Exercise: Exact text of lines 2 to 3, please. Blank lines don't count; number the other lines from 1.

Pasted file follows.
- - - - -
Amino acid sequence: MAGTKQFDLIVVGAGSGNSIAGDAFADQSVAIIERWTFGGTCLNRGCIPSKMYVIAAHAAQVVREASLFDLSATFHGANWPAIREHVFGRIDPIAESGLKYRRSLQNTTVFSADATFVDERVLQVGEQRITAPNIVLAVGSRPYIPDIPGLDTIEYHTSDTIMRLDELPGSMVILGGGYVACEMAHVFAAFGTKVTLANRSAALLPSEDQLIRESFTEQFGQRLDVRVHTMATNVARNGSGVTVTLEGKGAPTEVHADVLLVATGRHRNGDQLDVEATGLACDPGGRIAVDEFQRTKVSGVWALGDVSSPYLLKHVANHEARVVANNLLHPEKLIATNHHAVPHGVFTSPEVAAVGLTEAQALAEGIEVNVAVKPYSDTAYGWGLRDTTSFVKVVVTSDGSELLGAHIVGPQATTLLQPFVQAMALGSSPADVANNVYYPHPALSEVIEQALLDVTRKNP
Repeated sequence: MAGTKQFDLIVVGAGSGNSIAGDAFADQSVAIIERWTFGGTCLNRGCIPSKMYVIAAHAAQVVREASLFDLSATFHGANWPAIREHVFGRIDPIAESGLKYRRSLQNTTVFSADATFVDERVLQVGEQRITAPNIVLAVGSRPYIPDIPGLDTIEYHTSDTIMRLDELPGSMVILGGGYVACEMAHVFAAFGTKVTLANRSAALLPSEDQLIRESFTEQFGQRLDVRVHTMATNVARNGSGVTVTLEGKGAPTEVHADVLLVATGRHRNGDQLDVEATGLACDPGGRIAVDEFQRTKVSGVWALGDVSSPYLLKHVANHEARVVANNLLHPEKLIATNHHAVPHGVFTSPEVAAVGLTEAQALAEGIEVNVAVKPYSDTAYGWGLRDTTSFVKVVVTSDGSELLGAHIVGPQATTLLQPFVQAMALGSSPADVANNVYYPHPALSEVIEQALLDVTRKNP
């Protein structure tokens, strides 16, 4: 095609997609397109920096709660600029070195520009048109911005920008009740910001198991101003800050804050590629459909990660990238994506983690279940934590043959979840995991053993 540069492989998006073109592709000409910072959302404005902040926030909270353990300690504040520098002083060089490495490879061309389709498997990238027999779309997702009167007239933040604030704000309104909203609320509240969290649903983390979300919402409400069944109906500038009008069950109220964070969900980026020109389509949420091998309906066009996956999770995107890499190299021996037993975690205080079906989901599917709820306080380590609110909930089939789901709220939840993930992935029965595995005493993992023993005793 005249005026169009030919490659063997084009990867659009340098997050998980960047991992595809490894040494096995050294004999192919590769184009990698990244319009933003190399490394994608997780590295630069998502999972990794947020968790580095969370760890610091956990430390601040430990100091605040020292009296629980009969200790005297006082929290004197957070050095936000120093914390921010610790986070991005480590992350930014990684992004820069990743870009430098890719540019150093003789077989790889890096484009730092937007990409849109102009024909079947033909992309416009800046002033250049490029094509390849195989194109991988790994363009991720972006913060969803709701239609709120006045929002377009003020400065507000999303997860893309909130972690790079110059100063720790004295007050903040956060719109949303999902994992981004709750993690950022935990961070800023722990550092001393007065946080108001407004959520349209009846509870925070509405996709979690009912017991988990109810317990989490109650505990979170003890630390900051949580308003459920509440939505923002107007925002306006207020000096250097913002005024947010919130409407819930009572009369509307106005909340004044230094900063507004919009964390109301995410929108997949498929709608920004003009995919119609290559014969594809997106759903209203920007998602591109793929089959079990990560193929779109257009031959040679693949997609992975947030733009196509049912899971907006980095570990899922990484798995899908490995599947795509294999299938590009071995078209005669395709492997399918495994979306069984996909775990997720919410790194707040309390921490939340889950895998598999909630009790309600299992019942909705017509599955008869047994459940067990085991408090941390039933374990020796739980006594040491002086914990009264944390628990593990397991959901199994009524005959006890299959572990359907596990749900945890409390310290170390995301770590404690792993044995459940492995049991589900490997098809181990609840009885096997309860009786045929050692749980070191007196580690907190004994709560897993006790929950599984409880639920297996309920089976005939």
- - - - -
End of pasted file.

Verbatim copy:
Repeated sequence: MAGTKQFDLIVVGAGSGNSIAGDAFADQSVAIIERWTFGGTCLNRGCIPSKMYVIAAHAAQVVREASLFDLSATFHGANWPAIREHVFGRIDPIAESGLKYRRSLQNTTVFSADATFVDERVLQVGEQRITAPNIVLAVGSRPYIPDIPGLDTIEYHTSDTIMRLDELPGSMVILGGGYVACEMAHVFAAFGTKVTLANRSAALLPSEDQLIRESFTEQFGQRLDVRVHTMATNVARNGSGVTVTLEGKGAPTEVHADVLLVATGRHRNGDQLDVEATGLACDPGGRIAVDEFQRTKVSGVWALGDVSSPYLLKHVANHEARVVANNLLHPEKLIATNHHAVPHGVFTSPEVAAVGLTEAQALAEGIEVNVAVKPYSDTAYGWGLRDTTSFVKVVVTSDGSELLGAHIVGPQATTLLQPFVQAMALGSSPADVANNVYYPHPALSEVIEQALLDVTRKNP
């Protein structure tokens, strides 16, 4: 095609997609397109920096709660600029070195520009048109911005920008009740910001198991101003800050804050590629459909990660990238994506983690279940934590043959979840995991053993 540069492989998006073109592709000409910072959302404005902040926030909270353990300690504040520098002083060089490495490879061309389709498997990238027999779309997702009167007239933040604030704000309104909203609320509240969290649903983390979300919402409400069944109906500038009008069950109220964070969900980026020109389509949420091998309906066009996956999770995107890499190299021996037993975690205080079906989901599917709820306080380590609110909930089939789901709220939840993930992935029965595995005493993992023993005793 005249005026169009030919490659063997084009990867659009340098997050998980960047991992595809490894040494096995050294004999192919590769184009990698990244319009933003190399490394994608997780590295630069998502999972990794947020968790580095969370760890610091956990430390601040430990100091605040020292009296629980009969200790005297006082929290004197957070050095936000120093914390921010610790986070991005480590992350930014990684992004820069990743870009430098890719540019150093003789077989790889890096484009730092937007990409849109102009024909079947033909992309416009800046002033250049490029094509390849195989194109991988790994363009991720972006913060969803709701239609709120006045929002377009003020400065507000999303997860893309909130972690790079110059100063720790004295007050903040956060719109949303999902994992981004709750993690950022935990961070800023722990550092001393007065946080108001407004959520349209009846509870925070509405996709979690009912017991988990109810317990989490109650505990979170003890630390900051949580308003459920509440939505923002107007925002306006207020000096250097913002005024947010919130409407819930009572009369509307106005909340004044230094900063507004919009964390109301995410929108997949498929709608920004003009995919119609290559014969594809997106759903209203920007998602591109793929089959079990990560193929779109257009031959040679693949997609992975947030733009196509049912899971907006980095570990899922990484798995899908490995599947795509294999299938590009071995078209005669395709492997399918495994979306069984996909775990997720919410790194707040309390921490939340889950895998598999909630009790309600299992019942909705017509599955008869047994459940067990085991408090941390039933374990020796739980006594040491002086914990009264944390628990593990397991959901199994009524005959006890299959572990359907596990749900945890409390310290170390995301770590404690792993044995459940492995049991589900490997098809181990609840009885096997309860009786045929050692749980070191007196580690907190004994709560897993006790929950599984409880639920297996309920089976005939």